Pregnancy represents a magical time in a woman’s life, but not every one goes smoothly. Placental disorders in pregnancy can strike seemingly without warning and endanger the health of a woman and her unborn child.
Women planning on becoming pregnant benefit from a solid heart-to-heart talk with their OB-GYN first. Some placental disorders are easily preventable with lifestyle changes. However, as some pregnancy placental disorders emerge suddenly, all women benefit from knowing what to look for, even if they don’t plan on having a child for several more years.
Common Placental Disorders in Pregnancy
Many women first gain awareness of placental disorders in pregnancy when a friend or family member experiences such an event. However, as even seemingly healthy women with a good genetic background experience placental issues, all women should understand the basics of what may go wrong.
- Placenta previa occurs when the placenta grows partially or fully over the opening of the cervix. The condition poses several problems. As the infant must eventually exit through the cervix, a vaginal birth may create issues. Some women prefer to opt for a cesarean section, while others do go on to give birth vaginally with close medical observation. One major complication of placenta previa includes either the mother, the baby or both bleeding out during delivery, so advance planning with a physician improves survival rate.
- Placenta abruption occurs when the placenta fully or partially detaches from the uterine wall during pregnancy. This condition can lead to stillbirth, as the placenta can no longer deliver the right amount of nutrients for the growing baby, and may potentially cut off the supply of oxygen to the fetus. When placenta abruption occurs, most women experience sharp, intense pain in the abdomen and low back, so anyone experiencing these sudden symptoms should seek immediate medical care.
- Like placenta abruption, placental insufficiency also may deprive the growing baby of oxygen and nutrients. Unlike a complete abruption, placental insufficiency allows the baby to get some oxygen and nutrients, but nowhere near enough of either. This can lead to low birth weight and learning disabilities, as well as the development of diseases such as cerebral palsy in the infant. Sometimes, but not always, the woman goes on to develop pre-eclampsia, especially if the mother suffers from high blood pressure or smokes during pregnancy.
- Other placental complications during pregnancy, such as anterior placenta, don’t always add to developmental risks, but may make it more difficult to perform an ultrasound or for the mother to feel the baby kicking. Fortunately, this condition sometimes leads to happy outcomes when a woman first finds out she’s to have not one, but two, little bundles of joy due to a twin hidden from the ultrasound by the covering placenta.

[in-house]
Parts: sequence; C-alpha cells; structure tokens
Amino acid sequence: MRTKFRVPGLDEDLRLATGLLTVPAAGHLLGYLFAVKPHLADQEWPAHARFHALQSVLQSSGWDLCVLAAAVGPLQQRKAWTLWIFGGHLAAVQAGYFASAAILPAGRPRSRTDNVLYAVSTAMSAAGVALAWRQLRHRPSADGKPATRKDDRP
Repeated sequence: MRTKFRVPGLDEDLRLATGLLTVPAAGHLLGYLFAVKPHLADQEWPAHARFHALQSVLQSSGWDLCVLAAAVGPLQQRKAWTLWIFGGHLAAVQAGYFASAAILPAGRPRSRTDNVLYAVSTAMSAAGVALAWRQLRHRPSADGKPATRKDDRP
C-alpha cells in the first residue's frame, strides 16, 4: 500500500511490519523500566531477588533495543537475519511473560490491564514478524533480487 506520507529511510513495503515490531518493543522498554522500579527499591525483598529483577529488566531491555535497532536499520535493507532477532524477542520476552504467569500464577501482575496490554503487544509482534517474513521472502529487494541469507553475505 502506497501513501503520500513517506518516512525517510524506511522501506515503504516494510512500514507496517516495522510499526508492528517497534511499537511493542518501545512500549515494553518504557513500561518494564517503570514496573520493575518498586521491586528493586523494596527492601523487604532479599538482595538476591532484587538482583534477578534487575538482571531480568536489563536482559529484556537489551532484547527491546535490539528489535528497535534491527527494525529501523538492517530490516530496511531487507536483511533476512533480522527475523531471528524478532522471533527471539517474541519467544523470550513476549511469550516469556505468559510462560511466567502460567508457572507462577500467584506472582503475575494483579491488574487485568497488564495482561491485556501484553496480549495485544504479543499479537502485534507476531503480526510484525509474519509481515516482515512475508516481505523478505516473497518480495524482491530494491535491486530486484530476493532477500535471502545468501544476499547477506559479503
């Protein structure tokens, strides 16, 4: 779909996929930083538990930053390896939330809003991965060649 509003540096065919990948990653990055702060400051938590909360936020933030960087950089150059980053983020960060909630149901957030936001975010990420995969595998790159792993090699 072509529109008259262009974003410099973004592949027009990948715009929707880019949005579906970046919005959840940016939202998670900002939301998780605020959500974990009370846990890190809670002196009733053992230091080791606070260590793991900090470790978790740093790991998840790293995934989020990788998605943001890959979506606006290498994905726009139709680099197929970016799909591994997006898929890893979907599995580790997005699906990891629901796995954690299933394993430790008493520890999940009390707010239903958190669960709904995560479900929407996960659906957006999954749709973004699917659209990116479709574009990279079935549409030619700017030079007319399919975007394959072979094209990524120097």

Risk Factors to Evaluate and Avoid
Fortunately, women have the power to minimize their risks of placental disorders in pregnancy by making positive lifestyle changes in the months before trying to conceive, as well as throughout all three trimesters.
As smoking cigarettes and carrying too much body weight both increase the changes of placental woes during pregnancy, women planning to conceive can reduce their risk simply by kicking the butts and selecting healthier foods. Fortunately, a plethora of free resources exist to aid in smoking cessation. While many doctors advise against beginning new exercise programs during pregnancy, women hoping to conceive benefit from walking or other gentle low-impact workouts they can continue once the baby comes along.
High blood pressure, likewise, can increase the risk of placental problems during pregnancy. Women trying to conceive may wish to speak with their doctor on how to lower their numbers. Mild hypertension often responds well to changes in diet and exercise, while more serious cases may require medication.
Women who have undergone previous C-sections do well to initiate a frank, open discussion with their doctor regarding how this may affect future pregnancies. Some women opt to have a C-section with each subsequent pregnancy, while others continue to strive for a vaginal birth if at all possible under careful supervision.
Diagnosing and Managing Placental Abnormalities
Many placental diseases are discovered through routine ultrasounds throughout a woman’s pregnancy. However, physicians can also measure other risk factors and prescribe courses of conduct to prevent infant harm. For example, doctors caring for an expectant mother with a history of hypertension can suggest frequent blood pressure checks to make sure this remains under control throughout her pregnancy.
Blood tests likewise offer insight into placental diseases many women experience. The existence of certain protein levels in a woman’s blood can suggest a propensity for certain disorders, as can measuring the fetus’s respiration rate.
Physicians often prescribe bed rest for moms at risk for or symptomatic of placental disorders. While some women may find this burdensome, most willingly accept the reduction in their activity levels in exchange for protecting the health of their child.
Healthy Baby, Healthy Mom
Fortunately, with early diagnosis and proper care, even women with a family history of placental disorders in pregnancy or those with multiple risk factors can go on to give birth to healthy infants. As long as expectant mothers practice diligence in contacting their OB-GYN at the first sign something may be amiss, their doctor can recommend a treatment regimen for the best possible outcome.